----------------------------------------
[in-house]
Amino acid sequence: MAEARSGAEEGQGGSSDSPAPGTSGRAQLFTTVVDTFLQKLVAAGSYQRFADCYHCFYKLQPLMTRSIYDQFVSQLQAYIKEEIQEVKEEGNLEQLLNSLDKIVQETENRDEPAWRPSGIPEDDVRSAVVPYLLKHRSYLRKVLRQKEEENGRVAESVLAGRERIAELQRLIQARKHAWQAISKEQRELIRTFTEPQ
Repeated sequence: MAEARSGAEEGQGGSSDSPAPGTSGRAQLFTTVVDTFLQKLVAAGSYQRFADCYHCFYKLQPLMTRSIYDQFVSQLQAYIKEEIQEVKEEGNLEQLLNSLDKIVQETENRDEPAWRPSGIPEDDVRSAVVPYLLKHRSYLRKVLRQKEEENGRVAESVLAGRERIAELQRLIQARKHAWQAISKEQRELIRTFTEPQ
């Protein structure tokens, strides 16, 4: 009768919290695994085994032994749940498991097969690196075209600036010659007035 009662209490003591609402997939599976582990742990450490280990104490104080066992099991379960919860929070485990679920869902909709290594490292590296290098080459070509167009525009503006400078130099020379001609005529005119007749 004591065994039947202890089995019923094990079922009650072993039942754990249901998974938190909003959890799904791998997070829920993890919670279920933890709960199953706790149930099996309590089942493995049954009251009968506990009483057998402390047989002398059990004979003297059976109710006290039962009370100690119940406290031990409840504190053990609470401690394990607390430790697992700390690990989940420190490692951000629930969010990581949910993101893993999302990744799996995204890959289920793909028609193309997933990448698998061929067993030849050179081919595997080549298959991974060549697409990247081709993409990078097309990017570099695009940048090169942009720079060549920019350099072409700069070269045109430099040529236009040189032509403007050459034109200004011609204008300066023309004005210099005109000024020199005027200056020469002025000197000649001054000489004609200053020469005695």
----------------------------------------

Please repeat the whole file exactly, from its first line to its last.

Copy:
[in-house]
Amino acid sequence: MAEARSGAEEGQGGSSDSPAPGTSGRAQLFTTVVDTFLQKLVAAGSYQRFADCYHCFYKLQPLMTRSIYDQFVSQLQAYIKEEIQEVKEEGNLEQLLNSLDKIVQETENRDEPAWRPSGIPEDDVRSAVVPYLLKHRSYLRKVLRQKEEENGRVAESVLAGRERIAELQRLIQARKHAWQAISKEQRELIRTFTEPQ
Repeated sequence: MAEARSGAEEGQGGSSDSPAPGTSGRAQLFTTVVDTFLQKLVAAGSYQRFADCYHCFYKLQPLMTRSIYDQFVSQLQAYIKEEIQEVKEEGNLEQLLNSLDKIVQETENRDEPAWRPSGIPEDDVRSAVVPYLLKHRSYLRKVLRQKEEENGRVAESVLAGRERIAELQRLIQARKHAWQAISKEQRELIRTFTEPQ
């Protein structure tokens, strides 16, 4: 009768919290695994085994032994749940498991097969690196075209600036010659007035 009662209490003591609402997939599976582990742990450490280990104490104080066992099991379960919860929070485990679920869902909709290594490292590296290098080459070509167009525009503006400078130099020379001609005529005119007749 004591065994039947202890089995019923094990079922009650072993039942754990249901998974938190909003959890799904791998997070829920993890919670279920933890709960199953706790149930099996309590089942493995049954009251009968506990009483057998402390047989002398059990004979003297059976109710006290039962009370100690119940406290031990409840504190053990609470401690394990607390430790697992700390690990989940420190490692951000629930969010990581949910993101893993999302990744799996995204890959289920793909028609193309997933990448698998061929067993030849050179081919595997080549298959991974060549697409990247081709993409990078097309990017570099695009940048090169942009720079060549920019350099072409700069070269045109430099040529236009040189032509403007050459034109200004011609204008300066023309004005210099005109000024020199005027200056020469002025000197000649001054000489004609200053020469005695």